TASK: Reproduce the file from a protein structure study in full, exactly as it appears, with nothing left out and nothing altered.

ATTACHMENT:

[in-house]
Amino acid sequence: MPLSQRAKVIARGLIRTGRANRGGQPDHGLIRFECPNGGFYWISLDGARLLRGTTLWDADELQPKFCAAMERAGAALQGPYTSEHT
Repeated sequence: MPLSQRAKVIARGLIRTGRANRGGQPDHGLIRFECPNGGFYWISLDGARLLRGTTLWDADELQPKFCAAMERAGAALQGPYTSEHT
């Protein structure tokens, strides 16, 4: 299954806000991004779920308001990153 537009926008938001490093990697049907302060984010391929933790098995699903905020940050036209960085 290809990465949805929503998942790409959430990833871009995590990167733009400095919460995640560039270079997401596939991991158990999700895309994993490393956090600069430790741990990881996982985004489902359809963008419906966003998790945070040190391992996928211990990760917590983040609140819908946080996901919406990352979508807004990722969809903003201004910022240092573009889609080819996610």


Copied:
[in-house]
Amino acid sequence: MPLSQRAKVIARGLIRTGRANRGGQPDHGLIRFECPNGGFYWISLDGARLLRGTTLWDADELQPKFCAAMERAGAALQGPYTSEHT
Repeated sequence: MPLSQRAKVIARGLIRTGRANRGGQPDHGLIRFECPNGGFYWISLDGARLLRGTTLWDADELQPKFCAAMERAGAALQGPYTSEHT
């Protein structure tokens, strides 16, 4: 299954806000991004779920308001990153 537009926008938001490093990697049907302060984010391929933790098995699903905020940050036209960085 290809990465949805929503998942790409959430990833871009995590990167733009400095919460995640560039270079997401596939991991158990999700895309994993490393956090600069430790741990990881996982985004489902359809963008419906966003998790945070040190391992996928211990990760917590983040609140819908946080996901919406990352979508807004990722969809903003201004910022240092573009889609080819996610």